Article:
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Tehilim
Tehilim
Actors: Limor Goldstein, Robert Hoenig, Michael Moshonov, Yonathan Alster, Shmuel Vilojni
Director: Raphael Nadjari
Genres: Indie & Art House, Drama
UR     2009     1hr 35min

Winner of the Grand Prize at Tokyo s 2007 FilmEx festival competition, Tehilim places French-born writer-director Raphael Nadjari at the forefront of Israel s ongoing cinematic new wave. In contemporary Jerusalem, an avera...  more »

     
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Movie Details

Actors: Limor Goldstein, Robert Hoenig, Michael Moshonov, Yonathan Alster, Shmuel Vilojni
Director: Raphael Nadjari
Genres: Indie & Art House, Drama
Sub-Genres: Indie & Art House, Drama
Studio: Kino Video
Format: DVD - Color,Widescreen - Subtitled
DVD Release Date: 03/31/2009
Original Release Date: 01/01/2007
Theatrical Release Date: 01/01/2007
Release Year: 2009
Run Time: 1hr 35min
Screens: Color,Widescreen
Number of Discs: 1
SwapaDVD Credits: 1
Total Copies: 0
Members Wishing: 1
MPAA Rating: Unrated
Languages: Hebrew
Subtitles: English

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Movie Reviews

Dealing with a Crisis
Amos Lassen | Little Rock, Arkansas | 01/29/2009
(5 out of 5 stars)

""Tehilim"

Dealing with a Crisis

Amos Lassen

A small Jewish family in Jerusalem has an ordinary life until there is an automobile accident and the father disappears. The adults that are left behind deal with his absence and the problems that it causes as best they can and the two children, sons Menachem and David deal with in their own way. One son fills the screen with his desperation and he searches for a way to vent his anger. In fact the camera focuses on the characters as we see their inner struggles. When a father is suddenly missing from a family there seems to be a lack of orientation and in this we see the inner workings of a modern Israeli family in a very personal way. "Tehilim" gives us a lot of questions.
The movie is also religious in the way it looks at the father-son relationship or the lack of a relationship and it is as if one is looking to discover God. The wife and her sons find that Judaism is suited to arguing the age old questions rather than giving the answers to dealing with the present. The film is frustrating in this aspect.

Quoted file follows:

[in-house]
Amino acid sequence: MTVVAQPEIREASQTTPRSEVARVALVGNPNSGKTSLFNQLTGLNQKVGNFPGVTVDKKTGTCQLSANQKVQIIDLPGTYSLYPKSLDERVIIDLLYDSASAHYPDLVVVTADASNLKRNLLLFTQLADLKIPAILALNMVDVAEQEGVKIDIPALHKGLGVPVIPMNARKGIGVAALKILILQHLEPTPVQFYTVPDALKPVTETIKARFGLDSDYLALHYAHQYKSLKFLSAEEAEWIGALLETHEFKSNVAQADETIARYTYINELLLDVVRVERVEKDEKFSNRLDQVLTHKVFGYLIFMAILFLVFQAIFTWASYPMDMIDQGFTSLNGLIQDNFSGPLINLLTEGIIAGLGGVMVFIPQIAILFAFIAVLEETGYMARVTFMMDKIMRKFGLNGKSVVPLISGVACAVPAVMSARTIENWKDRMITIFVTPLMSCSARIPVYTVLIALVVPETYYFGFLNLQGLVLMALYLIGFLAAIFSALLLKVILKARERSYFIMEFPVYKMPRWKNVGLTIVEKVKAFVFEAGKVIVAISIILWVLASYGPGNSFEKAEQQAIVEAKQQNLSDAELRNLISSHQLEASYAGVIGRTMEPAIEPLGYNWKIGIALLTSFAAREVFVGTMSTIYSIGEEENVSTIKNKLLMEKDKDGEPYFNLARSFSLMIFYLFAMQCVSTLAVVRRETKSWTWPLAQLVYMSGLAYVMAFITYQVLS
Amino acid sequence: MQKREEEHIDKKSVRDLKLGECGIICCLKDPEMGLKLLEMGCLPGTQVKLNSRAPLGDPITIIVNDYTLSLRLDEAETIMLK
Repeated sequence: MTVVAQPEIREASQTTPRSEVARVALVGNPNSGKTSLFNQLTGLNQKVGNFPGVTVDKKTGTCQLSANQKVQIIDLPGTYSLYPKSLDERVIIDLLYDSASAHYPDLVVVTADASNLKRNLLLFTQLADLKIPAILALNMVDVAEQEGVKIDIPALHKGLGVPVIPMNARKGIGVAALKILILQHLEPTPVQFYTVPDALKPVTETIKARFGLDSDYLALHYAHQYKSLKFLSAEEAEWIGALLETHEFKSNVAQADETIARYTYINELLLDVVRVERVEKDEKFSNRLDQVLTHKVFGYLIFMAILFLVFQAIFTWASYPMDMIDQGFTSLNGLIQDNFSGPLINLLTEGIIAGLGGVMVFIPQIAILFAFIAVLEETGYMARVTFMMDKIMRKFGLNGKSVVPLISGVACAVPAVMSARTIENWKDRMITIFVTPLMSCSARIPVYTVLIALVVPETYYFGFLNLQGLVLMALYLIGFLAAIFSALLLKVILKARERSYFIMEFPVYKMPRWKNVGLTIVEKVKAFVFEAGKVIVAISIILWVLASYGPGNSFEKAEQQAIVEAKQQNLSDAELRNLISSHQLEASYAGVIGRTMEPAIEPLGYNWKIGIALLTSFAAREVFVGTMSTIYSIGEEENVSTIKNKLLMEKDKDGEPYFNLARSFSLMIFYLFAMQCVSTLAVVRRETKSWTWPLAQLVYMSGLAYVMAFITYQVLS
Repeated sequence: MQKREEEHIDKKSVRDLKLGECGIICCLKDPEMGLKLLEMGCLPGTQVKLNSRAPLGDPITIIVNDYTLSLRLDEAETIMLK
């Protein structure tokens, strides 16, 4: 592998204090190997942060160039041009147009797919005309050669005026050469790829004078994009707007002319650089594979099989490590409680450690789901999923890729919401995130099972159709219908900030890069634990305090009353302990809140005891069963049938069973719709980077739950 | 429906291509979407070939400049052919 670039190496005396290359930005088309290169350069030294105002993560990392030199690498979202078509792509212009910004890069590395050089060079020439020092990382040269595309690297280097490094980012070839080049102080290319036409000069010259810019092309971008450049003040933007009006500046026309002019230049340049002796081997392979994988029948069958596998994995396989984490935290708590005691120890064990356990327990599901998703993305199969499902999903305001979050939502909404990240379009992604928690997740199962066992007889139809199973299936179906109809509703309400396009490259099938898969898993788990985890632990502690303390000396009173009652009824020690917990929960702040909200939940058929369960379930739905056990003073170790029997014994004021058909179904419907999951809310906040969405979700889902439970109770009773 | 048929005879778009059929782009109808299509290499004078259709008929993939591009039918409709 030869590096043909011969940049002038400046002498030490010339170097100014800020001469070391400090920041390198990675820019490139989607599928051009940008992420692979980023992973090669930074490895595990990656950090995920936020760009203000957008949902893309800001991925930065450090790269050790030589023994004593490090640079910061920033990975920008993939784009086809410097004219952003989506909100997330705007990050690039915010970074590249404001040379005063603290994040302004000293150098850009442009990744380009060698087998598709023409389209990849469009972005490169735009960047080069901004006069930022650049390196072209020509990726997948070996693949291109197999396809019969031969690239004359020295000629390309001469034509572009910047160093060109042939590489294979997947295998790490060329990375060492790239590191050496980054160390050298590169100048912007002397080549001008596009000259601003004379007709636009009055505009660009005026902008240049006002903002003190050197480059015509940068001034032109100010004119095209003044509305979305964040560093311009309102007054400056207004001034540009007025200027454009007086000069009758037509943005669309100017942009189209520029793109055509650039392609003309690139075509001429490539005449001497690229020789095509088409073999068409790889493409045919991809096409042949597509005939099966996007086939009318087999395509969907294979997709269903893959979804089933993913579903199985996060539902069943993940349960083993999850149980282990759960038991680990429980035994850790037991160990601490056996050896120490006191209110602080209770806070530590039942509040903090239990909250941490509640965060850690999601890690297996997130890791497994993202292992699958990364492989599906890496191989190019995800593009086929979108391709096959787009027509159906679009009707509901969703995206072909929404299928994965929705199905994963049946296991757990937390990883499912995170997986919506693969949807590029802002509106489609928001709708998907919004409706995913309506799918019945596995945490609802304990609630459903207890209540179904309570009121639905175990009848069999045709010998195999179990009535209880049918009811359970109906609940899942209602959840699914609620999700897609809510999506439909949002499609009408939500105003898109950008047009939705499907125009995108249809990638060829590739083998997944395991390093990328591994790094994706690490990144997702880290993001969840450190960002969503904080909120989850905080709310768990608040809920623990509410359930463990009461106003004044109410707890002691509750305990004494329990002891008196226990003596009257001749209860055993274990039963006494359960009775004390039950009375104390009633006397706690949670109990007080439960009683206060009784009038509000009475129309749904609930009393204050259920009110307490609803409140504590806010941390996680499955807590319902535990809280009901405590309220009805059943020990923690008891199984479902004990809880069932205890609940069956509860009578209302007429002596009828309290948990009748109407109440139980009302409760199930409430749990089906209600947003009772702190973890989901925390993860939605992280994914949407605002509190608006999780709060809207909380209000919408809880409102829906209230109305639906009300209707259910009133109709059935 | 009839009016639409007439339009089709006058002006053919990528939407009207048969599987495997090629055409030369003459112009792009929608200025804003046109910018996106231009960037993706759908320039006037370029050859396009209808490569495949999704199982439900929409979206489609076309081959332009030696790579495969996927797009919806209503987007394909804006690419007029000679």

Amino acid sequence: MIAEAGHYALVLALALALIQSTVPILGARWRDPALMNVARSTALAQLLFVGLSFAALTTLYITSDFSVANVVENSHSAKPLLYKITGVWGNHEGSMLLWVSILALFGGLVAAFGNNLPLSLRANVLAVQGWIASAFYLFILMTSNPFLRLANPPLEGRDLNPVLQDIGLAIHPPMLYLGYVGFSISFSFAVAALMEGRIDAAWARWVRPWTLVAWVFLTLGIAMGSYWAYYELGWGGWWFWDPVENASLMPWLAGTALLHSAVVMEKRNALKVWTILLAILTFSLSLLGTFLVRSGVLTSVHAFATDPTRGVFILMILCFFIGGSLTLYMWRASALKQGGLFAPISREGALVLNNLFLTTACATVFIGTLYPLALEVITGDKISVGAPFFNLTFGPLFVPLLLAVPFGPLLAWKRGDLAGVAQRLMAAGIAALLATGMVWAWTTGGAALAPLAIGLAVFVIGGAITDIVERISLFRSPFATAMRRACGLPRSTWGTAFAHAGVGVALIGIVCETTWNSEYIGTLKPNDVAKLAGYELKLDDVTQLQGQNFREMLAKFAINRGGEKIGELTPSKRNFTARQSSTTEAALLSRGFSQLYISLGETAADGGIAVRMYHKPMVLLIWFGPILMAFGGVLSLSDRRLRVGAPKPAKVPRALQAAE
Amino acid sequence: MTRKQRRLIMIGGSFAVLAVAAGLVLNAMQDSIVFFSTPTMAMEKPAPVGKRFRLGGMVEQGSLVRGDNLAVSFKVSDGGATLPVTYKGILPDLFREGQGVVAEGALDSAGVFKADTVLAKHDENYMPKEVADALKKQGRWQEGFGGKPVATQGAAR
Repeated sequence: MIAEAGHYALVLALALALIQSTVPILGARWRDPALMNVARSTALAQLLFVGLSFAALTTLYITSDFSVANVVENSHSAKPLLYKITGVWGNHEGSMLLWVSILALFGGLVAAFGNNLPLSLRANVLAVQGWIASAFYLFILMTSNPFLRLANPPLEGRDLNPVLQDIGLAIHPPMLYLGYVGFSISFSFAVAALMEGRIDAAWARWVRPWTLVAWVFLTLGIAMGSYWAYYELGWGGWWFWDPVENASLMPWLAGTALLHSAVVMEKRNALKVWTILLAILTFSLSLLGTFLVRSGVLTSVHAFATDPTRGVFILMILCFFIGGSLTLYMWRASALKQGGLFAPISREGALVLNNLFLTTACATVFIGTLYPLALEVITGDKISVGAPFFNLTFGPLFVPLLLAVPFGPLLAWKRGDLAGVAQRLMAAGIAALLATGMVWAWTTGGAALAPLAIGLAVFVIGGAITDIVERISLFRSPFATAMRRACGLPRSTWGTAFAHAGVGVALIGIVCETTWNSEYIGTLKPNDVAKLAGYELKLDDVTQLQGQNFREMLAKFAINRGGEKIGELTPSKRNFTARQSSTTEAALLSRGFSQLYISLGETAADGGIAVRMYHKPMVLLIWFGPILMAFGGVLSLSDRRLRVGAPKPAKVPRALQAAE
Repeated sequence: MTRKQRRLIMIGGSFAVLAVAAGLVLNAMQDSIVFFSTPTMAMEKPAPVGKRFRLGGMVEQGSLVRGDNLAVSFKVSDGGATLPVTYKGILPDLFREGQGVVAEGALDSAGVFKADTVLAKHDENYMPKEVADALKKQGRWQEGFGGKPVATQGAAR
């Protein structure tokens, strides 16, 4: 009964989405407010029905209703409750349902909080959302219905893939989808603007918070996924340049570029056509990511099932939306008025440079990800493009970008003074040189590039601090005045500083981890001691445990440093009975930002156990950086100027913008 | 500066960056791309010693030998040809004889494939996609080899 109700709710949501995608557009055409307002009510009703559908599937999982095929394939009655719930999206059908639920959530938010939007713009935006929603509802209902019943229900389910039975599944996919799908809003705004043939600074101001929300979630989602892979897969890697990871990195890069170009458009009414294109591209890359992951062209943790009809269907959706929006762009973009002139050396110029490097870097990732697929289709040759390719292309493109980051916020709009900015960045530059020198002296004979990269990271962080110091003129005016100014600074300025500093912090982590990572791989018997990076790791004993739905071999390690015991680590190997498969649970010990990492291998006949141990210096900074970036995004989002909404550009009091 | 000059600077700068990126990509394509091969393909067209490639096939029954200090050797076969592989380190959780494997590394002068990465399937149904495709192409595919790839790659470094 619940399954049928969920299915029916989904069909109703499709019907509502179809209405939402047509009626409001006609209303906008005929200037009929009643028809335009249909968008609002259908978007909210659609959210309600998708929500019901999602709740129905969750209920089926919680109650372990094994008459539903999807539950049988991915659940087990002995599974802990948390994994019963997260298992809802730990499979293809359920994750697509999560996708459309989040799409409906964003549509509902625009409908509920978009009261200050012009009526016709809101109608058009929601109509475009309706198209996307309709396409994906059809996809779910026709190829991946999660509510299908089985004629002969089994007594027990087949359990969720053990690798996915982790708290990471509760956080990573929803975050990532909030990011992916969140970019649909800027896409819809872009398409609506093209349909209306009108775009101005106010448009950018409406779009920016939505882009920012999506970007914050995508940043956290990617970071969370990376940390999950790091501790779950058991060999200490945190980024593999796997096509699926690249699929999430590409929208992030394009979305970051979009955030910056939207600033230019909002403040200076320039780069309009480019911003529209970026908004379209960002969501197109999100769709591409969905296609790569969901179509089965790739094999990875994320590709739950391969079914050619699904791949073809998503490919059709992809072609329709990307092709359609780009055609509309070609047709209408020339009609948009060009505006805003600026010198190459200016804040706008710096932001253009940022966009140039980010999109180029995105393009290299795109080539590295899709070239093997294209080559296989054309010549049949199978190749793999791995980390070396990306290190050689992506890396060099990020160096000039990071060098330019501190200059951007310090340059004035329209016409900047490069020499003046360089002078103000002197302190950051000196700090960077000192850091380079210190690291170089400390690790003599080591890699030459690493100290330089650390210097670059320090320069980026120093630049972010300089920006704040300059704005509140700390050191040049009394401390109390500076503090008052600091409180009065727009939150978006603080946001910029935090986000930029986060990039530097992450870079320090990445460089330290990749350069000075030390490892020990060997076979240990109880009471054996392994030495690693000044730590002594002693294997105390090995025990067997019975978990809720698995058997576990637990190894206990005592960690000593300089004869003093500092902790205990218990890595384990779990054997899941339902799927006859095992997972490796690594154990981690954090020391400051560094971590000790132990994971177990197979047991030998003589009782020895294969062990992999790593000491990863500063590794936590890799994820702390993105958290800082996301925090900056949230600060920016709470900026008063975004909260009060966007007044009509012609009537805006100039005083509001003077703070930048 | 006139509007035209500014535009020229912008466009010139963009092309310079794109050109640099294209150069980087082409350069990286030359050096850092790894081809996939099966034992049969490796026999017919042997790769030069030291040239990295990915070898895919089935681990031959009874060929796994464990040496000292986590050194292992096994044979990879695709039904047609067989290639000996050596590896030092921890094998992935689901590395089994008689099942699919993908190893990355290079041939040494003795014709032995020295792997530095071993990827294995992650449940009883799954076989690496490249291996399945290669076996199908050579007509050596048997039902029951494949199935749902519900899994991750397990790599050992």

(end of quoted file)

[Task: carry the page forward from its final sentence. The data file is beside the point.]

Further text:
The characters are introduced to us in the opening quarter hour and we meet the Frankel family. The father Eli (Shmuel Vilojni) is the product of a very religious family. Shmuel (Ilan Dar) and Aaron (Yoav Hayit) enjoy the intellectual challenge of Hebrew scripture and the also revel in living their faith. Alma (Limor Goldstein), Eli's wife, was raised in a secular family. Their son, Menachem (Michael Moshonov) keeps his head covered with a yarmulke while he is at home but takes it off when he leaves the house. Menachem's relationship with David (Yonathan Alster) is one of bickering but they are very close. While Eli drives his son to school, he jumps a curb in the car and there is a small crash. Eli tells Menachem to go get help and when he returns, David is still in the car but Eli is gone and no one knows where he is. This is the event that is processed by everyone in his own way.
Shmuel and Aaron rely on prayer but Alma cannot abide the intrusion of piety. For her scripture gives no answers and she has boys to raise and a house to run. Menachem also shuns religion and we see a family divided by faith. Moshonov as Menachem steals the film. We seem to feel what he feels and we also become members of the family. This is an amazing film that leads us to look within ourselves as we suffer with the family. Director Raphael Nadjari has made a fill that he can be proud of. It is not often that a movie we see can lead us to think the way this film does.
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